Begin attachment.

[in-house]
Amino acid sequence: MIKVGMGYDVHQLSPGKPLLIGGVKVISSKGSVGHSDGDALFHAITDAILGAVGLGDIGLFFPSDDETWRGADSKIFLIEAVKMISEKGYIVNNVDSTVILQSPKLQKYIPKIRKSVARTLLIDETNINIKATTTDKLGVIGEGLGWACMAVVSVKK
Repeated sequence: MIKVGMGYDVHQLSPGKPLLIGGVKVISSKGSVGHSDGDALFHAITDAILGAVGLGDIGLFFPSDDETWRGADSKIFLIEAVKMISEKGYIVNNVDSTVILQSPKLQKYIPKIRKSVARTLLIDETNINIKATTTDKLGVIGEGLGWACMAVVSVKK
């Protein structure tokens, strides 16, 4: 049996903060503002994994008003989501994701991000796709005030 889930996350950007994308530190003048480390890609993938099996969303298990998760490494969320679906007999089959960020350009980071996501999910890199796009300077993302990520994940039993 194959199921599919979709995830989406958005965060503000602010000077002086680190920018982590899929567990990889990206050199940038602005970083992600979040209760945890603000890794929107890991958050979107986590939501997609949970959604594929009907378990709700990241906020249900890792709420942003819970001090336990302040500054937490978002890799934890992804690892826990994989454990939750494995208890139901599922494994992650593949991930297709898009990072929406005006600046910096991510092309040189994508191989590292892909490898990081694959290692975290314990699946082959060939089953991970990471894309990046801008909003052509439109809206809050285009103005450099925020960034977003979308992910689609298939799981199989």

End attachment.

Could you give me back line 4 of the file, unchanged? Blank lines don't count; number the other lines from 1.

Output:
């Protein structure tokens, strides 16, 4: 049996903060503002994994008003989501994701991000796709005030 889930996350950007994308530190003048480390890609993938099996969303298990998760490494969320679906007999089959960020350009980071996501999910890199796009300077993302990520994940039993 194959199921599919979709995830989406958005965060503000602010000077002086680190920018982590899929567990990889990206050199940038602005970083992600979040209760945890603000890794929107890991958050979107986590939501997609949970959604594929009907378990709700990241906020249900890792709420942003819970001090336990302040500054937490978002890799934890992804690892826990994989454990939750494995208890139901599922494994992650593949991930297709898009990072929406005006600046910096991510092309040189994508191989590292892909490898990081694959290692975290314990699946082959060939089953991970990471894309990046801008909003052509439109809206809050285009103005450099925020960034977003979308992910689609298939799981199989």